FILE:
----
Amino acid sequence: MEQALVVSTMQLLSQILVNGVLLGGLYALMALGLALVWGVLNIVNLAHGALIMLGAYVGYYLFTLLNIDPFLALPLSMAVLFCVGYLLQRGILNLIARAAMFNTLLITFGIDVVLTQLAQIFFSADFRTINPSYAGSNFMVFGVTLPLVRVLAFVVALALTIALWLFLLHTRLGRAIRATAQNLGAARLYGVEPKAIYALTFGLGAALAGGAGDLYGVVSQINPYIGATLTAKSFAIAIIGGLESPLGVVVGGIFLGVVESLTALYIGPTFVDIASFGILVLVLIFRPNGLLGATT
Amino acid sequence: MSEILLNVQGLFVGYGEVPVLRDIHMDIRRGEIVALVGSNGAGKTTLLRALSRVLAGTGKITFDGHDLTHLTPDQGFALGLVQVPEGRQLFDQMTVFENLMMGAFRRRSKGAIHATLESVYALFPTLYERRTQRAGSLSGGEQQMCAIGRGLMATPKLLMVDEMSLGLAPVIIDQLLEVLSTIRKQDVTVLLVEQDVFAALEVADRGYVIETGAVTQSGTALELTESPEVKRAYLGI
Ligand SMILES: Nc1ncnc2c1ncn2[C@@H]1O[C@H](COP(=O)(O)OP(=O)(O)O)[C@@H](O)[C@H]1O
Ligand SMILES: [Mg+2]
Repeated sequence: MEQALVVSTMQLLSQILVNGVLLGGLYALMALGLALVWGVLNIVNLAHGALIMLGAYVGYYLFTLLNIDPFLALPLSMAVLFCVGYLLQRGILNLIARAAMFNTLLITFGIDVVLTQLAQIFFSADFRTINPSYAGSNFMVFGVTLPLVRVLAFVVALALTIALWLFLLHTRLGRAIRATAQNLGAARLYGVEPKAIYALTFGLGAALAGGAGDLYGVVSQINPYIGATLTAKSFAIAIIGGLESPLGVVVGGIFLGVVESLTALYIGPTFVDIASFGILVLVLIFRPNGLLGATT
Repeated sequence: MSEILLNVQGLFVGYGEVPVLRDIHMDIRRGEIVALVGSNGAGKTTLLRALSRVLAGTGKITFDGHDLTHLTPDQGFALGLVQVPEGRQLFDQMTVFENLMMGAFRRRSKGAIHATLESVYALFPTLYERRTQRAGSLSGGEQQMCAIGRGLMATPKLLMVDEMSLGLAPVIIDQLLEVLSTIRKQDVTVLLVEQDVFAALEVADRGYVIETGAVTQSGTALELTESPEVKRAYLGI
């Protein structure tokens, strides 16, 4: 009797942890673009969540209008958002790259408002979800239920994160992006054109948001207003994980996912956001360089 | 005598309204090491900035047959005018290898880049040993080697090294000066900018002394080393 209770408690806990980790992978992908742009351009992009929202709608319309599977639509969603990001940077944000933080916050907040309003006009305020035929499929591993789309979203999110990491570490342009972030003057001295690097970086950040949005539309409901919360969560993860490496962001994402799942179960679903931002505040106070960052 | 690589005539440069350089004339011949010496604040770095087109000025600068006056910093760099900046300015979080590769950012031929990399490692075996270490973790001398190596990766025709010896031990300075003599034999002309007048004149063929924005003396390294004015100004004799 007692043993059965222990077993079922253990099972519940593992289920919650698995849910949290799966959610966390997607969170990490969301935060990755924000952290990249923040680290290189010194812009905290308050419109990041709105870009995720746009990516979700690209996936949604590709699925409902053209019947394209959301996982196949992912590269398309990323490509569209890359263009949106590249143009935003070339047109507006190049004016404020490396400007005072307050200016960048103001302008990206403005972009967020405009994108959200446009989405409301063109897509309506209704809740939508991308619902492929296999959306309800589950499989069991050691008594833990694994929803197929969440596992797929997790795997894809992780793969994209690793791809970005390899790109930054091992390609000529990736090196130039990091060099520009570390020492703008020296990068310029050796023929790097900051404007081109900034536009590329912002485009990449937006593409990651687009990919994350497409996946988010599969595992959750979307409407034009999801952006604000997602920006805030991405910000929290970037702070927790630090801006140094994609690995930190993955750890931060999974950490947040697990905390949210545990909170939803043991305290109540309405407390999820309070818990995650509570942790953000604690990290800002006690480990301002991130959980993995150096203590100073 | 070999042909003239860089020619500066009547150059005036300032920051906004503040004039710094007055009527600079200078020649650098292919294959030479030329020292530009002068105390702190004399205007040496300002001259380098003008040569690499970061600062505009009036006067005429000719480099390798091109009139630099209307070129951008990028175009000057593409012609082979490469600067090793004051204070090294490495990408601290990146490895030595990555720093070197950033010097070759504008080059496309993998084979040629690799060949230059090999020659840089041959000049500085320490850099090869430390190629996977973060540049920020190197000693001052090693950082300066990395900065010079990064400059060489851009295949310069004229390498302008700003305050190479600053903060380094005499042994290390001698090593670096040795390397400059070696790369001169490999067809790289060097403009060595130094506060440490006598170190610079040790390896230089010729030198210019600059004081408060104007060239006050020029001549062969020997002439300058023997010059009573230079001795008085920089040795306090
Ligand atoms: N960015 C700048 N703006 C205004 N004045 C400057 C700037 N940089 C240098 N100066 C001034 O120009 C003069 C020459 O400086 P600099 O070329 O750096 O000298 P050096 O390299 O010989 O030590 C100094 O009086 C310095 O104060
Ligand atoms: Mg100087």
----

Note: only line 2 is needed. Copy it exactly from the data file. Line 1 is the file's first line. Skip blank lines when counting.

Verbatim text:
Amino acid sequence: MSEILLNVQGLFVGYGEVPVLRDIHMDIRRGEIVALVGSNGAGKTTLLRALSRVLAGTGKITFDGHDLTHLTPDQGFALGLVQVPEGRQLFDQMTVFENLMMGAFRRRSKGAIHATLESVYALFPTLYERRTQRAGSLSGGEQQMCAIGRGLMATPKLLMVDEMSLGLAPVIIDQLLEVLSTIRKQDVTVLLVEQDVFAALEVADRGYVIETGAVTQSGTALELTESPEVKRAYLGI